Film still for Carmen Jones

National Museum of African American History and Culture
A black and white movie still for the 1954 film Carmen Jones. The photo depicts a man and a woman. The man in the photo is kneeling on his right knee supporting the reclining woman on his left arm as she lies on the ground. The man is wearing a dark hat and jacket with dark shoes. The woman on the ground is wearing a light colored dress and stares blankly past the man above her. Behind them are torn boxes and stacked Coca-Cola bottles. In the bottom right hand corner of the photo it reads "CJ-70" in white text. Below the photo is information about who the photo belongs to, the starring cast, and copyright information.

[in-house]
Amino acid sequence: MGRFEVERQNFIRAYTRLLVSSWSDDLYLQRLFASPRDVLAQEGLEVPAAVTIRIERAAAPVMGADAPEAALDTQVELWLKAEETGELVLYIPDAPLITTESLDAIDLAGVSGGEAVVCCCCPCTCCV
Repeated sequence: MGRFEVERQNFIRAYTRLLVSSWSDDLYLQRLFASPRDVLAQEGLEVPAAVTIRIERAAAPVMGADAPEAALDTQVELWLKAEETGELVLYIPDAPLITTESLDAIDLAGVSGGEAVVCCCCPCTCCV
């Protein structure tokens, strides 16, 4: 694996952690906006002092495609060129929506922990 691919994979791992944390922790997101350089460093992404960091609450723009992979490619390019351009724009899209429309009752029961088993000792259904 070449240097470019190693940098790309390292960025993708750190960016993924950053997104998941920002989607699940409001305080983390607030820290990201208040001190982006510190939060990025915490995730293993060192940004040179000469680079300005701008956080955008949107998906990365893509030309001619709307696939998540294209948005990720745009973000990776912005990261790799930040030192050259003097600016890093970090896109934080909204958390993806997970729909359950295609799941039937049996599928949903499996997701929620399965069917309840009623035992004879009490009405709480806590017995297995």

Poster for Claudine

National Museum of African American History and Culture
A color poster for the film Claudine. The poster features a large color photograph of a man and woman walking down a city sidewalk with six children. All are holding hands, with three children on each side of the couple in the center. Black type underneath reads, [A heart and soul comedy. / Can you dig it?]. At the bottom is [JAMES EARL JONES DIAHANN CARROLL / "CLAUDINE"] in large yellow type, with production information in smaller blue type.

Hollywood Shuffle? Black History on Film - History Film Forum 2017

Smithsonian Institution